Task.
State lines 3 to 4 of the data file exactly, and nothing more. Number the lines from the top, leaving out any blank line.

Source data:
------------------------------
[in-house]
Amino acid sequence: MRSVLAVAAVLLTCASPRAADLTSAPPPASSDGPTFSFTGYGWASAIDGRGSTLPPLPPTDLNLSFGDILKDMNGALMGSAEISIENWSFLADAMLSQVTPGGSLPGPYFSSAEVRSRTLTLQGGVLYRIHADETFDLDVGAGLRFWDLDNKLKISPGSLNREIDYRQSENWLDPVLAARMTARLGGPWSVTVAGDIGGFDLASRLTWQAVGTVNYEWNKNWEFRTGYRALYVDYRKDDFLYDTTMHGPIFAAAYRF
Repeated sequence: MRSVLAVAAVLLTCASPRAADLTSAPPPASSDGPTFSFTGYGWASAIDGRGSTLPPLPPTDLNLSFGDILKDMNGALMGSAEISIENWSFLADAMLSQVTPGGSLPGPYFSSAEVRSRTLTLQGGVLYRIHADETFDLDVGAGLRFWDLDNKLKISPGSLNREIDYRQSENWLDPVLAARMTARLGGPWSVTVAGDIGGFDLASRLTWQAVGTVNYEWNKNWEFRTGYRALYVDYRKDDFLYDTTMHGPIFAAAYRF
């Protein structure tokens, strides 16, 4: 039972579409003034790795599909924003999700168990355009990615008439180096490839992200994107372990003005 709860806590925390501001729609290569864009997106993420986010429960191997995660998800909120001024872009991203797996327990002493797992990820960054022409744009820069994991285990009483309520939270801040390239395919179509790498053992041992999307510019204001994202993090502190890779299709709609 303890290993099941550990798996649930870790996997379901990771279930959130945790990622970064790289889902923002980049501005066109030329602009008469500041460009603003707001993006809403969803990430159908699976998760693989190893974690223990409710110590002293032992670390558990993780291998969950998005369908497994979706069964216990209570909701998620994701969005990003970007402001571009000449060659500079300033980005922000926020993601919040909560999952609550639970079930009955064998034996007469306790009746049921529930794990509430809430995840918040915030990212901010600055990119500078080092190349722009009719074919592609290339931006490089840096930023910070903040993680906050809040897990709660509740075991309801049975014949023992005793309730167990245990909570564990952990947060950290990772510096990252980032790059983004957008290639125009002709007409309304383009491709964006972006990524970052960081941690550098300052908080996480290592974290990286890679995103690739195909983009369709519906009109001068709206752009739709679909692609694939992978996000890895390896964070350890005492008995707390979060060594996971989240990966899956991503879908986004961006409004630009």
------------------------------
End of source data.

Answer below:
Repeated sequence: MRSVLAVAAVLLTCASPRAADLTSAPPPASSDGPTFSFTGYGWASAIDGRGSTLPPLPPTDLNLSFGDILKDMNGALMGSAEISIENWSFLADAMLSQVTPGGSLPGPYFSSAEVRSRTLTLQGGVLYRIHADETFDLDVGAGLRFWDLDNKLKISPGSLNREIDYRQSENWLDPVLAARMTARLGGPWSVTVAGDIGGFDLASRLTWQAVGTVNYEWNKNWEFRTGYRALYVDYRKDDFLYDTTMHGPIFAAAYRF
């Protein structure tokens, strides 16, 4: 039972579409003034790795599909924003999700168990355009990615008439180096490839992200994107372990003005 709860806590925390501001729609290569864009997106993420986010429960191997995660998800909120001024872009991203797996327990002493797992990820960054022409744009820069994991285990009483309520939270801040390239395919179509790498053992041992999307510019204001994202993090502190890779299709709609 303890290993099941550990798996649930870790996997379901990771279930959130945790990622970064790289889902923002980049501005066109030329602009008469500041460009603003707001993006809403969803990430159908699976998760693989190893974690223990409710110590002293032992670390558990993780291998969950998005369908497994979706069964216990209570909701998620994701969005990003970007402001571009000449060659500079300033980005922000926020993601919040909560999952609550639970079930009955064998034996007469306790009746049921529930794990509430809430995840918040915030990212901010600055990119500078080092190349722009009719074919592609290339931006490089840096930023910070903040993680906050809040897990709660509740075991309801049975014949023992005793309730167990245990909570564990952990947060950290990772510096990252980032790059983004957008290639125009002709007409309304383009491709964006972006990524970052960081941690550098300052908080996480290592974290990286890679995103690739195909983009369709519906009109001068709206752009739709679909692609694939992978996000890895390896964070350890005492008995707390979060060594996971989240990966899956991503879908986004961006409004630009």